Data are expressed as mean and standard error to the mean (SEM). Continuous and categorical variables were compared using the Student t-test and the chi-square test or Fisher’s exact test. Univariate correla- tions were assessed by Pearson’s correlation or Spearman’s rho (ρ) test after log-transformation of variables.

From September 2011 to December 2012, N = 36 patients fulfilled the inclusion criteria. Three out of these subjects were excluded for inadequate image quality related to abundant red thrombus on initial analysis (inducing inability to accurately delimitate thrombus and lumen areas). Finally, n = 33 patients were included in the study. Baseline characteristics of the population are given in Table 1. Aspiration thrombotic debris was found in 91% of patients. OCT was feasible in all cases and did not induce any complication (including embolization, artery re-occlusion or patent dissection). Residual thrombotic material was present in all cases, irrespective of the angiographic result: the re- sidual OCT-thrombus volume and OCT-thrombus score were respec- tively 17.0 ± 4.0 mm3 and 23.0 ± 3.2. (See Table 2.)



OCT thrombus indices were correlated (Spearman’s ρ = 0.47, p = 0.02) but did not correlate with any of the post-TA angiographic charateristics, including post-TA QCA (OCT thrombus volume: Spearman’s ρ = 0.19, p = 0.3; OCT-thrombus score Spearman’s ρ = 0.2, p = 0.35) and post-TA angiographic thrombus grade (OCT thrombus volume: Spearman’s ρ = 0.17, p = 0.38; OCT-thrombus score Spearman’s ρ = 0.22, p = 0.28). However, we observed a mild correla- tion between degrees of stenosis estimated by angiography (QCA) and by OCT (area derived percentage) (Spearman’s ρ = 0.44, p = 0.02).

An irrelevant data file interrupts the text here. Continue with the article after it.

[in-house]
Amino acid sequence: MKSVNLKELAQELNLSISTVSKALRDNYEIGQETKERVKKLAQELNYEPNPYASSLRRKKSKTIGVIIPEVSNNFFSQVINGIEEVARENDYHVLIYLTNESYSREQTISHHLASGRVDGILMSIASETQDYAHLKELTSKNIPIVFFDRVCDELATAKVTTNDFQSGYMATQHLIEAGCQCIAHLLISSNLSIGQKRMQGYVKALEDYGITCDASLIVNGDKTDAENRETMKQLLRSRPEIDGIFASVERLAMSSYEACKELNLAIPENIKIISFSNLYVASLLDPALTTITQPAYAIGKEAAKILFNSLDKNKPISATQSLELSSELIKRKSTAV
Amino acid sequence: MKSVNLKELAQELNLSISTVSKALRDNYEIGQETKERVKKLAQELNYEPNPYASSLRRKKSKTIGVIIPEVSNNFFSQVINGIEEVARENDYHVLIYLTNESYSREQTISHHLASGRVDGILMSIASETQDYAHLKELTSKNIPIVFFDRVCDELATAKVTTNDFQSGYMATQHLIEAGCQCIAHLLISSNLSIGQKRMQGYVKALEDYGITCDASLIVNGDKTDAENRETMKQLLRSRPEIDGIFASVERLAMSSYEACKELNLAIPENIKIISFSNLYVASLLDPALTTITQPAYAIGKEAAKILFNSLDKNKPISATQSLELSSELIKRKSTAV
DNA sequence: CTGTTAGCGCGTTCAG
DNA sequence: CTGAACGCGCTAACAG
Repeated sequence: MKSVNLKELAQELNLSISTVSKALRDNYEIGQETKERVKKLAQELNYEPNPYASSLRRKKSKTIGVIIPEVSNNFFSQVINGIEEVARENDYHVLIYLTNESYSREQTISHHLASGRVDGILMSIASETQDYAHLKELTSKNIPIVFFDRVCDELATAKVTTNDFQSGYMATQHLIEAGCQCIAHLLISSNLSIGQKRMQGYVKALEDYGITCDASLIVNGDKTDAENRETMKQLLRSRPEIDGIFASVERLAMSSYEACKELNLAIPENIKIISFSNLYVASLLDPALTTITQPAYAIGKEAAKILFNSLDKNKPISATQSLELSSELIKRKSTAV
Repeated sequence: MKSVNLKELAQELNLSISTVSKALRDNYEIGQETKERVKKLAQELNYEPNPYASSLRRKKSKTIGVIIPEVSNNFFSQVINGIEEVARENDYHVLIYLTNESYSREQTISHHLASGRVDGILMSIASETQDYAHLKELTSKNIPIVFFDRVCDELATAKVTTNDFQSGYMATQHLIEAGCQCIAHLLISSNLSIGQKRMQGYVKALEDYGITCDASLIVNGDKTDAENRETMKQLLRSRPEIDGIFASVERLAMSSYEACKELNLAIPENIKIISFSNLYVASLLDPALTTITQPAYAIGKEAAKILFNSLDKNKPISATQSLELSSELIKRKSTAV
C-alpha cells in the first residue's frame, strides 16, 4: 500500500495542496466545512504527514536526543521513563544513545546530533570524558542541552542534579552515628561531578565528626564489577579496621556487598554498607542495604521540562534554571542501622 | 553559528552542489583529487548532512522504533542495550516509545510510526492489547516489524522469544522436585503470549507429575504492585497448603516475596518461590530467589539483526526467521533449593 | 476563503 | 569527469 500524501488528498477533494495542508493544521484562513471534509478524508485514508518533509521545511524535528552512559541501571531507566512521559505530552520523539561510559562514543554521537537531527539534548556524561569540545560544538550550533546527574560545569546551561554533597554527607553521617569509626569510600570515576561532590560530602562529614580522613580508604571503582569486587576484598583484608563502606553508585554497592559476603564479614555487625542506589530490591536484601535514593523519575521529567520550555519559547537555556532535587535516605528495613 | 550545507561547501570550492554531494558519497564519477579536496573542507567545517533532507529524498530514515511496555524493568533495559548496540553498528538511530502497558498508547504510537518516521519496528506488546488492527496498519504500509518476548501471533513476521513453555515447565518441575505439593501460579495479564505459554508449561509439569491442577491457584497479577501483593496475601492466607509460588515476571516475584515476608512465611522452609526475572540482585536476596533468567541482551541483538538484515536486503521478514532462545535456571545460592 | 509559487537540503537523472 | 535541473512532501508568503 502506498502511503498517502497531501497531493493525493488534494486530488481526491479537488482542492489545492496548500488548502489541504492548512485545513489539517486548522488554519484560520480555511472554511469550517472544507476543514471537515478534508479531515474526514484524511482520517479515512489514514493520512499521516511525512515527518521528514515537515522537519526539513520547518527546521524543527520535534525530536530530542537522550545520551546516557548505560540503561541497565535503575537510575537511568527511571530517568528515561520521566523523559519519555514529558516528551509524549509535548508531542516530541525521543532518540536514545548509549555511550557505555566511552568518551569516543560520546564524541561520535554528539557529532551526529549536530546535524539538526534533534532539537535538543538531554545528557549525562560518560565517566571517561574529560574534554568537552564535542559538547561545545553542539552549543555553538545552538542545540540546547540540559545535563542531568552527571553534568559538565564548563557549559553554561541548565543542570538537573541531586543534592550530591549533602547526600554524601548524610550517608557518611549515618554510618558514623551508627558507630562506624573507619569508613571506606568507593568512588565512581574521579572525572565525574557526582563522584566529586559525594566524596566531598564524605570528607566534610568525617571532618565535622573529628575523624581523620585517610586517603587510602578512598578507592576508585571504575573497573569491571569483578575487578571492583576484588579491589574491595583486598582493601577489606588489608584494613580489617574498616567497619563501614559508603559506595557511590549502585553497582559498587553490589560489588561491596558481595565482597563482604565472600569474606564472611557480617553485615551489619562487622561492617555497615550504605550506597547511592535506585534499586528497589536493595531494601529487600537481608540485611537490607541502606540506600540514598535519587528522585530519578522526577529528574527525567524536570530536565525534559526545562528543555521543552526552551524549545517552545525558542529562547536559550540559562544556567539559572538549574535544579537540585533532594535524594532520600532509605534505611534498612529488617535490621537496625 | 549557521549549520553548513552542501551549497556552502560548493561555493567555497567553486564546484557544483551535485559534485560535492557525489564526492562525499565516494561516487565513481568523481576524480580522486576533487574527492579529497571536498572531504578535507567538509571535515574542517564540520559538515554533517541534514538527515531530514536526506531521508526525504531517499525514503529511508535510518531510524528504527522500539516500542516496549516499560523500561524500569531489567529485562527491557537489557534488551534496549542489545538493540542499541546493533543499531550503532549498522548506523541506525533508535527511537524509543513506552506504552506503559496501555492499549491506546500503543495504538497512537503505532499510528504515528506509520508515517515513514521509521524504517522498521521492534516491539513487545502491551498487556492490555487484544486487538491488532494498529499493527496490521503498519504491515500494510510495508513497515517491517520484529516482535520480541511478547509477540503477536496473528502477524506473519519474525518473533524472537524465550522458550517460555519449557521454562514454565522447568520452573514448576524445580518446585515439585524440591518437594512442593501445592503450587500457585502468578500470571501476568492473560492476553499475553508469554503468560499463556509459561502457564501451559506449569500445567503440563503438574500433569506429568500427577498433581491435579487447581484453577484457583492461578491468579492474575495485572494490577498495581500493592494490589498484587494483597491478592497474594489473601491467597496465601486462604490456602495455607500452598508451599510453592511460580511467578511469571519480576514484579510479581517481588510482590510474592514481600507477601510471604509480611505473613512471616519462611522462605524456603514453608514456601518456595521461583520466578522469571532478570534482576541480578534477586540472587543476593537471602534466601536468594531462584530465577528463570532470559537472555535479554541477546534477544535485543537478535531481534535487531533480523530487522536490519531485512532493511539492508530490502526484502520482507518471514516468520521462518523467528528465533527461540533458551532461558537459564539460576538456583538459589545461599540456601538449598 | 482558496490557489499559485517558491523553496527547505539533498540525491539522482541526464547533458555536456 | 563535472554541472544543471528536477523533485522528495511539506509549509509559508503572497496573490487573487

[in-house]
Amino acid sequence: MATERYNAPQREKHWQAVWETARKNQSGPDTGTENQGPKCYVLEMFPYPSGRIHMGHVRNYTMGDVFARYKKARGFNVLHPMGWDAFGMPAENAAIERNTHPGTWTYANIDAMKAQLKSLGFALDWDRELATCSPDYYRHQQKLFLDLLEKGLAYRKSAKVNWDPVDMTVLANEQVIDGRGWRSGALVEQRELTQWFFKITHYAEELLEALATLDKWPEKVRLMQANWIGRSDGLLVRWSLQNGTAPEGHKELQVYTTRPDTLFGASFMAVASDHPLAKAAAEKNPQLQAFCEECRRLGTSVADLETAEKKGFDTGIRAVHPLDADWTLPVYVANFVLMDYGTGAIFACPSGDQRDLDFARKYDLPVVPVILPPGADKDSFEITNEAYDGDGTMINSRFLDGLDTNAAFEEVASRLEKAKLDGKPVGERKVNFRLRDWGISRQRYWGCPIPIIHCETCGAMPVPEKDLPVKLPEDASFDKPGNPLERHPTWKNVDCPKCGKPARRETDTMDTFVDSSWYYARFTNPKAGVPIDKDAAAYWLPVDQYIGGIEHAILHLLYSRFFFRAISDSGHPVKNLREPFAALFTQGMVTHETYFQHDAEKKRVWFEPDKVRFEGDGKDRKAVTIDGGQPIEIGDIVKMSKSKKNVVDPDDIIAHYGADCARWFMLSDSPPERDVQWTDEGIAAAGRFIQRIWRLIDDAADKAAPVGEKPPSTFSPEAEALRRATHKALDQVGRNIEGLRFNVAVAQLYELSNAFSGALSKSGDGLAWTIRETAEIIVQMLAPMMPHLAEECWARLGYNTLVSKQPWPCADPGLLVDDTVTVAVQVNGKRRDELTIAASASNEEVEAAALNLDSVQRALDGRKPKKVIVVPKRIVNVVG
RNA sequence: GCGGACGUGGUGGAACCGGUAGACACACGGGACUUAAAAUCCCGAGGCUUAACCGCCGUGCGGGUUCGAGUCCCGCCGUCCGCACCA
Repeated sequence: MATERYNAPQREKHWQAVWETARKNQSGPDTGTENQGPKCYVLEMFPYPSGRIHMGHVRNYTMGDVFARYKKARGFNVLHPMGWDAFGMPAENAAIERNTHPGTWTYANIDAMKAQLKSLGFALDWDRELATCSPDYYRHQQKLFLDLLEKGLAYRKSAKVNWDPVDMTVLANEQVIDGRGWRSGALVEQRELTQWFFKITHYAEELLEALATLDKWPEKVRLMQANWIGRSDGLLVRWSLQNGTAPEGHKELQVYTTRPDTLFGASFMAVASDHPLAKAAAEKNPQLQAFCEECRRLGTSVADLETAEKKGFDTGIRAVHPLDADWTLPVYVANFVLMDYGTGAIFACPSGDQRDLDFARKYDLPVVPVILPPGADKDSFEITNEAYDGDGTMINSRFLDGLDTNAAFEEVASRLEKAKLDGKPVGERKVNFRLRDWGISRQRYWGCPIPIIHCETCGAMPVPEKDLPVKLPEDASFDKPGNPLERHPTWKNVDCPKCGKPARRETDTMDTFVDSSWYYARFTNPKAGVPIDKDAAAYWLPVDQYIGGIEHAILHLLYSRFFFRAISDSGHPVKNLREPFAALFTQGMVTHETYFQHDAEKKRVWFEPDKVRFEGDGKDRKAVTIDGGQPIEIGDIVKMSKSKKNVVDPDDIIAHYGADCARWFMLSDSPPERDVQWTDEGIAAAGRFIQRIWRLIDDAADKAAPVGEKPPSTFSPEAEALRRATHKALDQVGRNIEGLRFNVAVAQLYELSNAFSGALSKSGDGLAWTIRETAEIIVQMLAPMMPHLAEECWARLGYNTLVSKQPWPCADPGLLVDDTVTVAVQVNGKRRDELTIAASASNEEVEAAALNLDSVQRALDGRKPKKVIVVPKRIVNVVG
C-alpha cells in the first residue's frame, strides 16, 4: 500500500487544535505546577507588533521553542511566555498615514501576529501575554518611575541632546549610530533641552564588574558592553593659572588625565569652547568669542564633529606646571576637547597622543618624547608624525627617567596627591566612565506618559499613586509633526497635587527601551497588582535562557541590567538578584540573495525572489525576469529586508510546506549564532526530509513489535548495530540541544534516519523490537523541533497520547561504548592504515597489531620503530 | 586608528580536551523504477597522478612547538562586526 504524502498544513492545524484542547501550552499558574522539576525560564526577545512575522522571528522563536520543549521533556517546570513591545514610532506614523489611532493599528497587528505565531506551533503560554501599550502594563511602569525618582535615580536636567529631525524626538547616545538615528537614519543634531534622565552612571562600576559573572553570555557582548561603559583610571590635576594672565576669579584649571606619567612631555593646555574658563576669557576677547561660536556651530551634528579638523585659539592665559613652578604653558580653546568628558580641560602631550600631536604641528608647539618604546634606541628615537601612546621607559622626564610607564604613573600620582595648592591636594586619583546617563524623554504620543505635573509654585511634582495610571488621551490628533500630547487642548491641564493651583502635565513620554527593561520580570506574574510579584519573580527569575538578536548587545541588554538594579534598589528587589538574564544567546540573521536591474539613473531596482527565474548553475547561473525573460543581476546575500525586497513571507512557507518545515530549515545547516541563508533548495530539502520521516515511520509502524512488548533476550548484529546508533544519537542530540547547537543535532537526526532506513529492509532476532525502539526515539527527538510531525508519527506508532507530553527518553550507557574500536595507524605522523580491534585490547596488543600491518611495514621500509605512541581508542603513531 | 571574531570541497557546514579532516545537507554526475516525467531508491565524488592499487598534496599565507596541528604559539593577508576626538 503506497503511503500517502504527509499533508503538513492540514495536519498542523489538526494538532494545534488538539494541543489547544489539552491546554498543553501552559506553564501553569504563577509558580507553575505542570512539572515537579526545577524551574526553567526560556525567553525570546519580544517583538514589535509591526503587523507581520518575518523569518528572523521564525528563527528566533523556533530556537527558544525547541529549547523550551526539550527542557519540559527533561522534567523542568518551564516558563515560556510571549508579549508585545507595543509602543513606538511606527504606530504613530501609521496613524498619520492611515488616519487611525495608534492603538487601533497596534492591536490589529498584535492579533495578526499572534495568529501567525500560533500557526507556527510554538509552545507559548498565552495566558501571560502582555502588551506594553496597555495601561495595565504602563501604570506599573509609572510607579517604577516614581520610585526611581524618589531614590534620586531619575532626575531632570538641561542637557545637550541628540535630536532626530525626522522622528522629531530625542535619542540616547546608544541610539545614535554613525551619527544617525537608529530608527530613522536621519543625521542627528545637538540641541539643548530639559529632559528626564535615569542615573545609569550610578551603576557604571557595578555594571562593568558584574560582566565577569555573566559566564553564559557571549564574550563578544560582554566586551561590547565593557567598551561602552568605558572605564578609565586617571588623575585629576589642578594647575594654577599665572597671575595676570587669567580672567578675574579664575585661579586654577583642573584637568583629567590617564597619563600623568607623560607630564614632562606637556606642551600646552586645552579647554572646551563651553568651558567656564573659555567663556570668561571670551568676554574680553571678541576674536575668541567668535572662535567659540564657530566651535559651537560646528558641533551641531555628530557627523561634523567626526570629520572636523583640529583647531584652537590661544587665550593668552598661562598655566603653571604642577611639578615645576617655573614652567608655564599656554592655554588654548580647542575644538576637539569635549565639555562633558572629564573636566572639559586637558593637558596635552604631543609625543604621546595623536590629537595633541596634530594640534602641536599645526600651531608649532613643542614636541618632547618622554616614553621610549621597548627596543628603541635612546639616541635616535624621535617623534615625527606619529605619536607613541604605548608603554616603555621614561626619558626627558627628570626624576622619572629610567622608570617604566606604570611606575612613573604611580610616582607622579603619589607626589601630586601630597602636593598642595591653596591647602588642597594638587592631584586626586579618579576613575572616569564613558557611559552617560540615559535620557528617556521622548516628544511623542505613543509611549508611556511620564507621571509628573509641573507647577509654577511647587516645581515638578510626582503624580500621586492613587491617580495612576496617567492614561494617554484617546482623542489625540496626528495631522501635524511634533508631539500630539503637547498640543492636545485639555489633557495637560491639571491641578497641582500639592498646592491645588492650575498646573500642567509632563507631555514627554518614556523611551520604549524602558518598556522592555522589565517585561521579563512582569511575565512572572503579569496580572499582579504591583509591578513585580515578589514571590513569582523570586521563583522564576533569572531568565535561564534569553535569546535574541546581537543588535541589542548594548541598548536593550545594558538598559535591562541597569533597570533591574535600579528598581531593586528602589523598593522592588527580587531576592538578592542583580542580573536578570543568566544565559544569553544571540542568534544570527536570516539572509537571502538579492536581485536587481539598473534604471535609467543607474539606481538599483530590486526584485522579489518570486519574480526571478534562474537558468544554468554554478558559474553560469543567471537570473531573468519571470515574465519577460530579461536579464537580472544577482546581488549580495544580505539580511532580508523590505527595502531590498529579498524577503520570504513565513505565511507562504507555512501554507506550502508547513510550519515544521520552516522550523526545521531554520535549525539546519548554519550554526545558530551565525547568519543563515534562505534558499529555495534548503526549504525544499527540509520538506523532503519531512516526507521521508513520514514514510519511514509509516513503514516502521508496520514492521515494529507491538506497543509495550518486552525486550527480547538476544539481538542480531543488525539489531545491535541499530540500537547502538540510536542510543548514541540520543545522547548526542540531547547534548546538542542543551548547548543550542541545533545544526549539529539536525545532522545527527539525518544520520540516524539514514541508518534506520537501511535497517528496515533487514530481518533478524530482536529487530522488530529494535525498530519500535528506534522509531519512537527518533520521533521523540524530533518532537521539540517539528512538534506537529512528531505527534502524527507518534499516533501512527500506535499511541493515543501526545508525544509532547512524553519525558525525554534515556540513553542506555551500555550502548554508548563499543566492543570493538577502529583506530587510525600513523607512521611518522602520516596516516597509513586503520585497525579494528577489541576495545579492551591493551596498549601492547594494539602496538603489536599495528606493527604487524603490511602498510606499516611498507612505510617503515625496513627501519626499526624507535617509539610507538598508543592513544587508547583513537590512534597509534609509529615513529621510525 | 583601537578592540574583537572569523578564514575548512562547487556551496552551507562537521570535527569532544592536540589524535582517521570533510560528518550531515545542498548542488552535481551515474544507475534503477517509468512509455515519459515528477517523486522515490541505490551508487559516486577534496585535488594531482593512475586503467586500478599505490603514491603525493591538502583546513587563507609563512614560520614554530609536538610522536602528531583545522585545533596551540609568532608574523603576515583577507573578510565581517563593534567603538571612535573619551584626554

Patients were divided into 2 groups according to the post-TA angio-graphic analysis: optimal (QCA 70%) and sub-optimal (QCA N 70%) result. We didn’t observe any significant difference in the thrombus OCT characteristics between the two groups, suggesting that angiography and QCA accuracies for evaluation of thrombus burden in STEMI are limited.

This study is the first to our knowledge that used intra-coronary imaging OCT techniques to specifically investigate immediate results of TA in STEMI patients. Our results provide novel insights on this technique as they show that: 1) complete retrieval of thrombus can hardly be achieved with TA alone and 2) angiography is not an efficient tool to assess the procedural success.

These data are in line with previous observations in non ST- and STEMI patients treated by TA and PCI, in which OCT depicted the presence of residual thrombus within stent [6,7]. Altogether, these results indicate that manual thrombectomy might have a limited role to completely remove thrombus from the culprit lesion. In this perspective, our data suggest that a 2 steps-approach (initial thrombectomy followed by deferred stenting) could be proposed in some selected STEMI patients, with the presence of abundant thrombus following ini- tial TA [8]. An optimal medical therapy (including anticoagulation + double anti-platelet therapy) should be provided between initial and subsequent PCI, allowing adequate thrombus regression [5]. Since angiography has a limited sensitivity to detect residual thrombus, OCT might thus represent a better option to guide this specific management option.

Conflict of interest
Drs. Amabile and Caussin received consulting fees from St Jude Medical; the other authors reported nothing to disclose in relation with the present article.

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 Analysis of residual thrombotic burden after thrombus aspiration in acute ST elevation myocardial infarction: An optical coherence tomographic evaluation.
Sami Hammas, Aurélie Veugeois, Christophe Caussin, Nicolas Amabile